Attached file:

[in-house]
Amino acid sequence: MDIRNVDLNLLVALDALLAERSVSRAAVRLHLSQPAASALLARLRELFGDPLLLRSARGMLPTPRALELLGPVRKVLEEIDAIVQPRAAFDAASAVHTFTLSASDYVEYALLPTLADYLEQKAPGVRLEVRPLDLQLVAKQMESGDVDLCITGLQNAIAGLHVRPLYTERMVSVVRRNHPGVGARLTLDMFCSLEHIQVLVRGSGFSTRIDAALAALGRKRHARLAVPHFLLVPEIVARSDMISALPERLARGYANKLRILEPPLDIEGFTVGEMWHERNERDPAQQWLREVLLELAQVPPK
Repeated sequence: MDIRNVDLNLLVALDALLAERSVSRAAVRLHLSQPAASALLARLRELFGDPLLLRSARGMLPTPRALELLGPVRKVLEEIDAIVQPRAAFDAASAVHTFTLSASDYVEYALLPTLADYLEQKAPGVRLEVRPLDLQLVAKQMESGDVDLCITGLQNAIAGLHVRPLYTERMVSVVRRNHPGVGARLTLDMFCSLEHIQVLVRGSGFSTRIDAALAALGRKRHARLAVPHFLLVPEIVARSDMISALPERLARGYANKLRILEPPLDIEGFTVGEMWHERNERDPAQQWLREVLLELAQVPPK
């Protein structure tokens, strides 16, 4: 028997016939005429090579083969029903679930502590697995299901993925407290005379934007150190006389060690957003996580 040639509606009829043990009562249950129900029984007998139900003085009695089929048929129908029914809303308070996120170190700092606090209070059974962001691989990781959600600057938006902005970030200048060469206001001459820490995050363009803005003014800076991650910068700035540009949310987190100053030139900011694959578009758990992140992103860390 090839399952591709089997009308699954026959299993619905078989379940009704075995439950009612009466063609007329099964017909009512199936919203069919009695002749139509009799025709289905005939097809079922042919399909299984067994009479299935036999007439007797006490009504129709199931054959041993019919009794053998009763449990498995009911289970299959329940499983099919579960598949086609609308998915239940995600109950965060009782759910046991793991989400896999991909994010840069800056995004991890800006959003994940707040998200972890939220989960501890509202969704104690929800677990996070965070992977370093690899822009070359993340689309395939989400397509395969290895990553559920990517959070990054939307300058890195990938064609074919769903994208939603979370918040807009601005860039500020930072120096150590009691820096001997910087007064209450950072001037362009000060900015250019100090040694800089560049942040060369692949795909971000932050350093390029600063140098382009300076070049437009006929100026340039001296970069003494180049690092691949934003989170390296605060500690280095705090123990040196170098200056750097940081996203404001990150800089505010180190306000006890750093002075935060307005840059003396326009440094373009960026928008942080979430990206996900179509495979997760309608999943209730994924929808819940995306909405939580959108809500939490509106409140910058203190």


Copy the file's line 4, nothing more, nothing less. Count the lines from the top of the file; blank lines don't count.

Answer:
């Protein structure tokens, strides 16, 4: 028997016939005429090579083969029903679930502590697995299901993925407290005379934007150190006389060690957003996580 040639509606009829043990009562249950129900029984007998139900003085009695089929048929129908029914809303308070996120170190700092606090209070059974962001691989990781959600600057938006902005970030200048060469206001001459820490995050363009803005003014800076991650910068700035540009949310987190100053030139900011694959578009758990992140992103860390 090839399952591709089997009308699954026959299993619905078989379940009704075995439950009612009466063609007329099964017909009512199936919203069919009695002749139509009799025709289905005939097809079922042919399909299984067994009479299935036999007439007797006490009504129709199931054959041993019919009794053998009763449990498995009911289970299959329940499983099919579960598949086609609308998915239940995600109950965060009782759910046991793991989400896999991909994010840069800056995004991890800006959003994940707040998200972890939220989960501890509202969704104690929800677990996070965070992977370093690899822009070359993340689309395939989400397509395969290895990553559920990517959070990054939307300058890195990938064609074919769903994208939603979370918040807009601005860039500020930072120096150590009691820096001997910087007064209450950072001037362009000060900015250019100090040694800089560049942040060369692949795909971000932050350093390029600063140098382009300076070049437009006929100026340039001296970069003494180049690092691949934003989170390296605060500690280095705090123990040196170098200056750097940081996203404001990150800089505010180190306000006890750093002075935060307005840059003396326009440094373009960026928008942080979430990206996900179509495979997760309608999943209730994924929808819940995306909405939580959108809500939490509106409140910058203190």